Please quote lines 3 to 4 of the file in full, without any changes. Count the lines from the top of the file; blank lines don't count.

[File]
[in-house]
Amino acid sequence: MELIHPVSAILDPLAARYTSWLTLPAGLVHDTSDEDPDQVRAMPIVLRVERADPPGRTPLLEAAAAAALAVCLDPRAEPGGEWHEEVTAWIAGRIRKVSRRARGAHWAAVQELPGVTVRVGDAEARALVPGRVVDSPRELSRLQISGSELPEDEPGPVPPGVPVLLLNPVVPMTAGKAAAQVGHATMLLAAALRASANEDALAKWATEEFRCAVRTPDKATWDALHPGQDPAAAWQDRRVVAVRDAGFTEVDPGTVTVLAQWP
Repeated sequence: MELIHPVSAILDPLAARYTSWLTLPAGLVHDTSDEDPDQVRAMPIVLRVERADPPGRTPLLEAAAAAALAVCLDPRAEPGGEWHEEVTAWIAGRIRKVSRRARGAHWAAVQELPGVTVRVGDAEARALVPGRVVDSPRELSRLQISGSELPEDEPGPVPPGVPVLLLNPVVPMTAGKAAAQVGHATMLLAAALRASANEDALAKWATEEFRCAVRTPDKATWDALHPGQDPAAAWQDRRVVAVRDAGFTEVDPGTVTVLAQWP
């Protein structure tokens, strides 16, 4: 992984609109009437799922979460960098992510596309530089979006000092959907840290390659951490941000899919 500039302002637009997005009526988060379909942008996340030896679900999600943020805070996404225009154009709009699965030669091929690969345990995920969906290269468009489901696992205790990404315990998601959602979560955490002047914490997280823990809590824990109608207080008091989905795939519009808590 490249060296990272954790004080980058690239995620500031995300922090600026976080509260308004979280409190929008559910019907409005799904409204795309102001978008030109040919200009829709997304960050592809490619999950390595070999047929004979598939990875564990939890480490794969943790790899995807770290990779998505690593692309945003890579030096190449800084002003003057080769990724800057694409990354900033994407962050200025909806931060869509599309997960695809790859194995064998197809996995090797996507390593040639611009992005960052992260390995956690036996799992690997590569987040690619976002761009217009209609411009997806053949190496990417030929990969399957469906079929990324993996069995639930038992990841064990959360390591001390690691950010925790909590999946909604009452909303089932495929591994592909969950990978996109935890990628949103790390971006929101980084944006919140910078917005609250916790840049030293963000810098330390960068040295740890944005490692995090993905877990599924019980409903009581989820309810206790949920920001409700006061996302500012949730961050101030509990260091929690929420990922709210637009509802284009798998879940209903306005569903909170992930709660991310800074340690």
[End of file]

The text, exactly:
Repeated sequence: MELIHPVSAILDPLAARYTSWLTLPAGLVHDTSDEDPDQVRAMPIVLRVERADPPGRTPLLEAAAAAALAVCLDPRAEPGGEWHEEVTAWIAGRIRKVSRRARGAHWAAVQELPGVTVRVGDAEARALVPGRVVDSPRELSRLQISGSELPEDEPGPVPPGVPVLLLNPVVPMTAGKAAAQVGHATMLLAAALRASANEDALAKWATEEFRCAVRTPDKATWDALHPGQDPAAAWQDRRVVAVRDAGFTEVDPGTVTVLAQWP
């Protein structure tokens, strides 16, 4: 992984609109009437799922979460960098992510596309530089979006000092959907840290390659951490941000899919 500039302002637009997005009526988060379909942008996340030896679900999600943020805070996404225009154009709009699965030669091929690969345990995920969906290269468009489901696992205790990404315990998601959602979560955490002047914490997280823990809590824990109608207080008091989905795939519009808590 490249060296990272954790004080980058690239995620500031995300922090600026976080509260308004979280409190929008559910019907409005799904409204795309102001978008030109040919200009829709997304960050592809490619999950390595070999047929004979598939990875564990939890480490794969943790790899995807770290990779998505690593692309945003890579030096190449800084002003003057080769990724800057694409990354900033994407962050200025909806931060869509599309997960695809790859194995064998197809996995090797996507390593040639611009992005960052992260390995956690036996799992690997590569987040690619976002761009217009209609411009997806053949190496990417030929990969399957469906079929990324993996069995639930038992990841064990959360390591001390690691950010925790909590999946909604009452909303089932495929591994592909969950990978996109935890990628949103790390971006929101980084944006919140910078917005609250916790840049030293963000810098330390960068040295740890944005490692995090993905877990599924019980409903009581989820309810206790949920920001409700006061996302500012949730961050101030509990260091929690929420990922709210637009509802284009798998879940209903306005569903909170992930709660991310800074340690």